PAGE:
The other wonderful thing about visitors is that we get to re-visit our own backyard. I realized that I rarely have in my blog the images that are often thought of as archetypes of Scottishness-thistles, castles, and wildflowers dancing in a summer breeze, so here they are.
Summer has come in very small pieces--so an entire day of sunshine and quiet winds was a rare treat.

We went to visit Sinclair Girnigoe castle. The current Earl of Caithness is working very hard to restore this family heirloom to a better condition. Much work has already been done on it, but we could not get inside the gate on our recent visit. The thistle with the hard working bee and the mixture of red clover and buttercups all came from the fields on the way to the castle. In its heyday, the castle faced on to what would have been the equivalent of a major highway--the Pentland Firth. The front door, as it were, looks out over the water. A better description would be to say that the castle grew up from the living rock almost as one with the landscape. Our visitor called it a dramatic setting, which is quite true. The view from inside is even more dramatic. Not even Rapunzel would have tried leaving by the windows.
Posted by Picasa

Wednesday, July 14, 2010

Tuesdays in the Kitchen; Wednesday in town

Posted by Picasa
The afternoon sessions are my favourite because they seem so unhurried. I have been missing Tuesdays because I was heading down south to learn something for my project or I was leading a workshop at Castlehill. I was very happy doing those things, but I missed my Tuesdays around a kitchen table with my knitting needles in hand and my ears tuned for the good craic.

I could tell it had been a while because more often than usual I had to stop and ask who or what, but I was chuffed that I could fall in around the table as if I belonged there. It felt good to be back. I vaguely remember now the first times when only every other word made sense and then only in a dictionary kind of way.

I like the busyness and good energy of Tuesdays.

Wednesday is my go to town day. I enjoy that, too, in a different way. I have been missing my Wednesdays as well. For all the differences in my old life and my new one, I have translated those things that I enjoyed and growing them on here. Now if only there were a good bookstore....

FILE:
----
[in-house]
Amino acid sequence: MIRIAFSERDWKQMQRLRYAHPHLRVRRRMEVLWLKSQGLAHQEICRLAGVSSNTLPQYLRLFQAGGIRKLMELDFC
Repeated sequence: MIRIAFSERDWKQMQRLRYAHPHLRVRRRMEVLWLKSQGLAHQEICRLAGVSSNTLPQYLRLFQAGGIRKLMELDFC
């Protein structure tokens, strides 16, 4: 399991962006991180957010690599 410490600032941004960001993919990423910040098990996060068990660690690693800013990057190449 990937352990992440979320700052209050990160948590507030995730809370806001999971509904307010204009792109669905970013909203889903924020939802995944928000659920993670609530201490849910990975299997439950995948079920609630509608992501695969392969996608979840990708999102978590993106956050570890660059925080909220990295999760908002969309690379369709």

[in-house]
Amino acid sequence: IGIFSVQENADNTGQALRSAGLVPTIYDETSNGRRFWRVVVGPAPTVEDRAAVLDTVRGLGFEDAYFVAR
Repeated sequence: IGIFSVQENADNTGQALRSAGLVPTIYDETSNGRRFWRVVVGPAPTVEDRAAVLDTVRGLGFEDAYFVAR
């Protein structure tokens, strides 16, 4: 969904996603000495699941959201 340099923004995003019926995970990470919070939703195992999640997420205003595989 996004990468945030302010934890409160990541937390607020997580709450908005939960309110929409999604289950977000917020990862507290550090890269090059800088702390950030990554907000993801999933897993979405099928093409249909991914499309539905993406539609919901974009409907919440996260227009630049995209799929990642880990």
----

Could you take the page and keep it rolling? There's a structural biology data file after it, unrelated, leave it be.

Posted by Picasa

Thursday, July 08, 2010

Girls Rules

For the first time I did not have to travel all the way to Edinburgh by myself. There were too many advantages to having my friends there to list them all, so I'll just sum them up under Girls Rules. Women just naturally know better how to have a good time.

I worked right up to about an hour before my presentation and then relaxed in the "green room"--a seating area outside the conference room where we had to make our presentation. I was edging into that preternaturally calm state and my friends helped keep me in check. We did a good job of presenting and then we went out to celebrate. This Chinese jacket was the first step of the celebration for me. Just down the street from the hotel was Armstong's, a second hand/Vintage clothing store. It was chock a block with things wonderful and wacky. I went in thinking I'd get something tweedy and then the next thing I knew, I had asked the shop person to climb up to the rack full of silk jackets. They called them bed jackets, but this one will hang out in public with me for special occasions.

I'm usually not much of a yellow person, but the overall hue of this jacket is more of a creamy beigey maybe green. I loved the fasteners. Only when I got the jacket home did I realize that they are all hand worked fabric (brownish not purple as in photo-sorry about that). I just love the workmanship.

The adrenalin of my find gave me enough energy to get back to hotel and, after a nap, go out for dinner, but then it was back to the hotel. Still getting my energy back, so I'll just leave you with my Chinese jacket for now--the first instalment of the true meaning of Girls Rules.
Posted by Picasa